NCPA - National Center for Policy Analysis

African-Americans and Entrepreneurship

December 11, 2002

This has been a breakout year for black chief executives, with African-Americans successfully climbing the corporate ladder at such major firms as AOL Time Warner and Merrill Lynch. But blacks are more often found running smaller firms they started themselves. In fact, African-Americans are 50 percent more likely than whites to be entrepreneurs.

That startling statistic was uncovered by a new study on entrepreneurship co-funded by the Ewing Marion Kauffman Foundation. The study found that the urge to start a business is widespread in America, but especially in the black community.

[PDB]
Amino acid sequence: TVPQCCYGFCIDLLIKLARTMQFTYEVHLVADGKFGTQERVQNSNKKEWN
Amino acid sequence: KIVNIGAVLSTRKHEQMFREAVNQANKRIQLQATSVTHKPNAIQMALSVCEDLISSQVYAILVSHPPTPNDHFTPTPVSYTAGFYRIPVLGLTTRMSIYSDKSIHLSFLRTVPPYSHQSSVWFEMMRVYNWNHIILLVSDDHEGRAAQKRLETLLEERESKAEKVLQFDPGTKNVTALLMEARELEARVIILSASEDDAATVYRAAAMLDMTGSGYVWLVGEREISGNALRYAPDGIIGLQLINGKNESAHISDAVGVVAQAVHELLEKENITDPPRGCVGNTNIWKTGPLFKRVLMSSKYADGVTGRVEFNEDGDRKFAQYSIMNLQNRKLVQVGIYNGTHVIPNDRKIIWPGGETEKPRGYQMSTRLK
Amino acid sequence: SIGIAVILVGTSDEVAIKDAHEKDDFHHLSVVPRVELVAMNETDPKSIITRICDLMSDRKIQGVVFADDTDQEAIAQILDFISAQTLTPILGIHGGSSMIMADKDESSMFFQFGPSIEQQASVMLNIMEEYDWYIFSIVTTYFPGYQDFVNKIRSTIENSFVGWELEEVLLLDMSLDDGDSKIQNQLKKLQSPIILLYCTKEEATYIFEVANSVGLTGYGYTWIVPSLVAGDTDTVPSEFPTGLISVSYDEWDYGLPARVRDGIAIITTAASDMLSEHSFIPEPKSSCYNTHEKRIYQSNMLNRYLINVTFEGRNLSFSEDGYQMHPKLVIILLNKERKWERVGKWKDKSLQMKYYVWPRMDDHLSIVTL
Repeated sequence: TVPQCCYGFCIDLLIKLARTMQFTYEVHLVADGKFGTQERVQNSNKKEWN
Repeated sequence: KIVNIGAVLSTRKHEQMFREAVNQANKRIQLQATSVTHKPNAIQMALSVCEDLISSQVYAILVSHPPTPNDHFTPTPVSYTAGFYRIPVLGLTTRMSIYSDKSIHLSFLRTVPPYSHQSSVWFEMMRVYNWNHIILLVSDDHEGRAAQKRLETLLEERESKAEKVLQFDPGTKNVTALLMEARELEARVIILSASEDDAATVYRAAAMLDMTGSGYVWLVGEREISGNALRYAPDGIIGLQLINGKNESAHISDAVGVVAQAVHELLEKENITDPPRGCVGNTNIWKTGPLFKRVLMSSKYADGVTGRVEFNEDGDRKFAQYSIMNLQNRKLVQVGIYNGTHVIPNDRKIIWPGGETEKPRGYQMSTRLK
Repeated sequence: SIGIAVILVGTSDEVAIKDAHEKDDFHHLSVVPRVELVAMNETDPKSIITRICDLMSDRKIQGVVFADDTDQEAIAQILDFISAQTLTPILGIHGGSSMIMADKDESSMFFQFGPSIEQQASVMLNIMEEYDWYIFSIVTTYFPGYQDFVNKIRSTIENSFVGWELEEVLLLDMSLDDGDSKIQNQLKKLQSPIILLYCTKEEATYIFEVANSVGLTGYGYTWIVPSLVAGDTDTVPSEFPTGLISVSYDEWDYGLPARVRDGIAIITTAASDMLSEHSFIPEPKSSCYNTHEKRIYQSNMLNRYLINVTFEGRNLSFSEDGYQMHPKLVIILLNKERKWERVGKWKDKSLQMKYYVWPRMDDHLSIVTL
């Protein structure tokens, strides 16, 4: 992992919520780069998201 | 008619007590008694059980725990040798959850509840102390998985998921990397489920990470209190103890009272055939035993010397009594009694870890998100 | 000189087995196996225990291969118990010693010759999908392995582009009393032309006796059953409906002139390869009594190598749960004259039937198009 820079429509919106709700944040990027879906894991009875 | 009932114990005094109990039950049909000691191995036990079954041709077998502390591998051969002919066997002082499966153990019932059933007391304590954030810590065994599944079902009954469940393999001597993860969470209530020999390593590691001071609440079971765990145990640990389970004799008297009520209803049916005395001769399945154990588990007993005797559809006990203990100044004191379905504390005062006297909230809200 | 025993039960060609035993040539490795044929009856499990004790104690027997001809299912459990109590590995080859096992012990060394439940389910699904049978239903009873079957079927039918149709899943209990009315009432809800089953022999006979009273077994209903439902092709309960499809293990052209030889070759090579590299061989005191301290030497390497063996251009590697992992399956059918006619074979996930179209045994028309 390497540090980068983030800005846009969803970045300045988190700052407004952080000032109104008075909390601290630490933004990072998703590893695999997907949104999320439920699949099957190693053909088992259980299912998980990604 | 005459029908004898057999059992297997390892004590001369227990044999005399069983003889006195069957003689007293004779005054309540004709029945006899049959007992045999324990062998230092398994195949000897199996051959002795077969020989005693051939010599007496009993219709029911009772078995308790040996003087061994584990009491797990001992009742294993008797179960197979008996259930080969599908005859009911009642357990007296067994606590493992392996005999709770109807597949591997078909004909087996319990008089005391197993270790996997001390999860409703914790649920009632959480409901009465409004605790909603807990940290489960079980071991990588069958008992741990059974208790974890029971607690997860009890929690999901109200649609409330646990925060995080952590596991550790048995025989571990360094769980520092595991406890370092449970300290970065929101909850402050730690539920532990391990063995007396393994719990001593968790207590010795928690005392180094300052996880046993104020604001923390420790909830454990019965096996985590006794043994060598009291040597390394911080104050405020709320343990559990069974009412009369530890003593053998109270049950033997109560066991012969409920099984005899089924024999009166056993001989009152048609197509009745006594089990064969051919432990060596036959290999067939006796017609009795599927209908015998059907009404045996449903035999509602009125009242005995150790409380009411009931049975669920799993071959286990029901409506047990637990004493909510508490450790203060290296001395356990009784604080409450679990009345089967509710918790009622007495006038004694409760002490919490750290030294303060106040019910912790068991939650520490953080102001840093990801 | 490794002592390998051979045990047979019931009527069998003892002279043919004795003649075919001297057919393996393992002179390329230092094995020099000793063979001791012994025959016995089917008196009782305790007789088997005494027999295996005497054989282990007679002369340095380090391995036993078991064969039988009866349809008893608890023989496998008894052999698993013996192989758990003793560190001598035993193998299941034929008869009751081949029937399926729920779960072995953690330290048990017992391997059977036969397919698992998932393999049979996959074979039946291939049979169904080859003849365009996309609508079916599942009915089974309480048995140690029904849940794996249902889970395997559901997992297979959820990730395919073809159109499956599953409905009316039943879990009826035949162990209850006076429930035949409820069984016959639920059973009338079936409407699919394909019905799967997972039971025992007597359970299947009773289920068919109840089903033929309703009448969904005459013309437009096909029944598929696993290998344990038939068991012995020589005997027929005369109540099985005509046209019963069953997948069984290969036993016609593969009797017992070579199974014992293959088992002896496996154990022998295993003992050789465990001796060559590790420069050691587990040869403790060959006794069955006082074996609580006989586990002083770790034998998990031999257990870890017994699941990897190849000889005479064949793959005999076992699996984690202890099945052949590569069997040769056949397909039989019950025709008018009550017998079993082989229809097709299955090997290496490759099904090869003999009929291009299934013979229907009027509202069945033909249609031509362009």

Why are so many African-Americans going the startup route?

  • Entrepreneurship is very color-blind, much more than corporate America, say the authors of the study.
  • The African-American community originally turned to entrepreneurship out of necessity, says Antoinette Malveaux, chief executive of the Chicago-based National Black MBA Association, because thanks to segregation and Jim Crow restrictions blacks were not well served by white-owned companies.
  • More African-Americans are obtaining M.B.A.s and other graduate degrees.
  • Among men with education at the graduate level, the study found that 26 percent of blacks and 20 percent of Hispanics have tried to start their own businesses, compared to only 10 percent of whites.

Malveaux says the resurgence of black entrepreneurship is reflected in her group's membership. A decade ago, only 1 percent to 2 percent of the Black MBA Association members were involved in startups; these days it's 7 percent to 8 percent.

Source: Mark Lewis, "Minority Report," Forbes, October 2002.

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